Mexico celebrated its Bicentennial Independence Day last week by honoring the Grito de Dolores (Cry of Dolores)—Miguel Hidalgo’s call for the people to join him in arms that is re-created across the country every Independence Day.
On the morning of September 16, 1810, Hidalgo rang out the Dolores bell and after a motivating speech yelled, "¡Viva la Virgen de Guadalupe! ¡Abajo el mal gobierno, ¡Viva Fernando VII!" (Long live the Virgin of Guadalupe! Down with bad government! Long live Fernando VII!). This act, referred to as el grito, is recognized as the beginning of the struggle for autonomy and independence in Mexico.
In present day, the tradition is that at 11:00 pm the President, governors and city mayors each step out to a balcony in a public square, ring out a replica bell and honor the heroes of our independence through a modification of the Cry of Dolores. Each chant for every hero mentioned is followed by a loud retort from the amassed people in the squares, yelling "Viva!" In the major cities, these festivities are accompanied by popular concerts, pyrotechnic shows and gatherings of up to millions of people.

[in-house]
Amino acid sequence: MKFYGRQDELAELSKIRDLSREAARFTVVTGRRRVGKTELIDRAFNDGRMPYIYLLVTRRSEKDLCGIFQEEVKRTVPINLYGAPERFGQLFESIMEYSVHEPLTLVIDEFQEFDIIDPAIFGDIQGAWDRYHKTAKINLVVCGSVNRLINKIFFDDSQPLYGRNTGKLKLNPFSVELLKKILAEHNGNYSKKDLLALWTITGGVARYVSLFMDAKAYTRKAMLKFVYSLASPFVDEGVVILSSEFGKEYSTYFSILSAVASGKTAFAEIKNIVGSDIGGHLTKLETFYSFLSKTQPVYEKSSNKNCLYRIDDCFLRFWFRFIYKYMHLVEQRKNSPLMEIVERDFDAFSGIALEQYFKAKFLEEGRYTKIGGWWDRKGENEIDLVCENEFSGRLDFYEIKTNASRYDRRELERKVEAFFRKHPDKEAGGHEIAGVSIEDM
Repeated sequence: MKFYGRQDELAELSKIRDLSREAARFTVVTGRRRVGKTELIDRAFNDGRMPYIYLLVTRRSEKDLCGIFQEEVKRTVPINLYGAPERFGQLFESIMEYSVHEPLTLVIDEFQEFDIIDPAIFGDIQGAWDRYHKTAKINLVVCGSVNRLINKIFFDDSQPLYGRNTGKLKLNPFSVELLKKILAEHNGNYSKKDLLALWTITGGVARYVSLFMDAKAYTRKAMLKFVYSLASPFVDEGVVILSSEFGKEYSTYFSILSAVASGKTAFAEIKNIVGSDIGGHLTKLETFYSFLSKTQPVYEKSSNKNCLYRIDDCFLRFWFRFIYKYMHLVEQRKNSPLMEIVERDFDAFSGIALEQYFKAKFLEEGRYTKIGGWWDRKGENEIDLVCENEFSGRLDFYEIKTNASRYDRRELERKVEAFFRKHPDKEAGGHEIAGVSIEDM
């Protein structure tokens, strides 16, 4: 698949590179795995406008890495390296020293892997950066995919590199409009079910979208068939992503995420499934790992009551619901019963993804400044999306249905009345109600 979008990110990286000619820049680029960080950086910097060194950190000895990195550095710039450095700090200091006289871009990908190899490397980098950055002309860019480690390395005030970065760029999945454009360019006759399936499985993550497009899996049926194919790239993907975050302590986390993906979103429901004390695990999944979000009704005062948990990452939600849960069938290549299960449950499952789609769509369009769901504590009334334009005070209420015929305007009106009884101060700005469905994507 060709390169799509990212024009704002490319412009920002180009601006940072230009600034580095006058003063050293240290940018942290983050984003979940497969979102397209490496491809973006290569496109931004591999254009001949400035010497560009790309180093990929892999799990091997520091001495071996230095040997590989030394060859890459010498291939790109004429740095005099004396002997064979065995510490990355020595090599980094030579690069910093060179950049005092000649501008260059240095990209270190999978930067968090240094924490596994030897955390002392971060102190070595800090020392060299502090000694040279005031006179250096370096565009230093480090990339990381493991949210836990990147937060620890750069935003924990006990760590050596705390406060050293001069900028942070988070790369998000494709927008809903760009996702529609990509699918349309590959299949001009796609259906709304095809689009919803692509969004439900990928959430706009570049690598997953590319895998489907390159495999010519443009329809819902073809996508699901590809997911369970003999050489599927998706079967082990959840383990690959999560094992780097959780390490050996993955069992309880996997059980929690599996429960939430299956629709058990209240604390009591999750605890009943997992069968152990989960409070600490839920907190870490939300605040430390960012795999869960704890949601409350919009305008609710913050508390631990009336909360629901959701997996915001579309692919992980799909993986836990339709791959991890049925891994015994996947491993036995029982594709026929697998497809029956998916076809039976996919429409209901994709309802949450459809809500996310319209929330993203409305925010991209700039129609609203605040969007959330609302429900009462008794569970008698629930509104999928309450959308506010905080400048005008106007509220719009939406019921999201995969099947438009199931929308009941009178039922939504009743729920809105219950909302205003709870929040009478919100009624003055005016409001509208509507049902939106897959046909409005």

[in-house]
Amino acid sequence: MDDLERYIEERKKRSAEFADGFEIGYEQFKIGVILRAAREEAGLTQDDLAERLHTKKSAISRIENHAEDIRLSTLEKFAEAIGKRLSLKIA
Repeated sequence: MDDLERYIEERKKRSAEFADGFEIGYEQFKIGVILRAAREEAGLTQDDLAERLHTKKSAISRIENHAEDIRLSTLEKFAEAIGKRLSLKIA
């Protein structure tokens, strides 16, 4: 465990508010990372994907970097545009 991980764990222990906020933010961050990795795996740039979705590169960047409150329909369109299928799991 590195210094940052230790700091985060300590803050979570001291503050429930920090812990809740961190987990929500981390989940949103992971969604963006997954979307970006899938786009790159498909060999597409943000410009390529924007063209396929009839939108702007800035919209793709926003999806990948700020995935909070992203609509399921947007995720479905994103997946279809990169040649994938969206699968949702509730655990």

El grito is a manifestation of freedom and joy, and the Bicentennial was geared up to be a huge celebration nationwide. Though security measures were heightened in access points to public squares and during the ceremonies, most of the country was able to honor this important occasion regally. However, nine cities in the border state of Chihuahua fell hostage to fear from organized crime and drug cartels and were forced to cancel their celebrations. The harshest case was Ciudad Juárez, a city in which rule of law has become as plausible as the tooth fairy.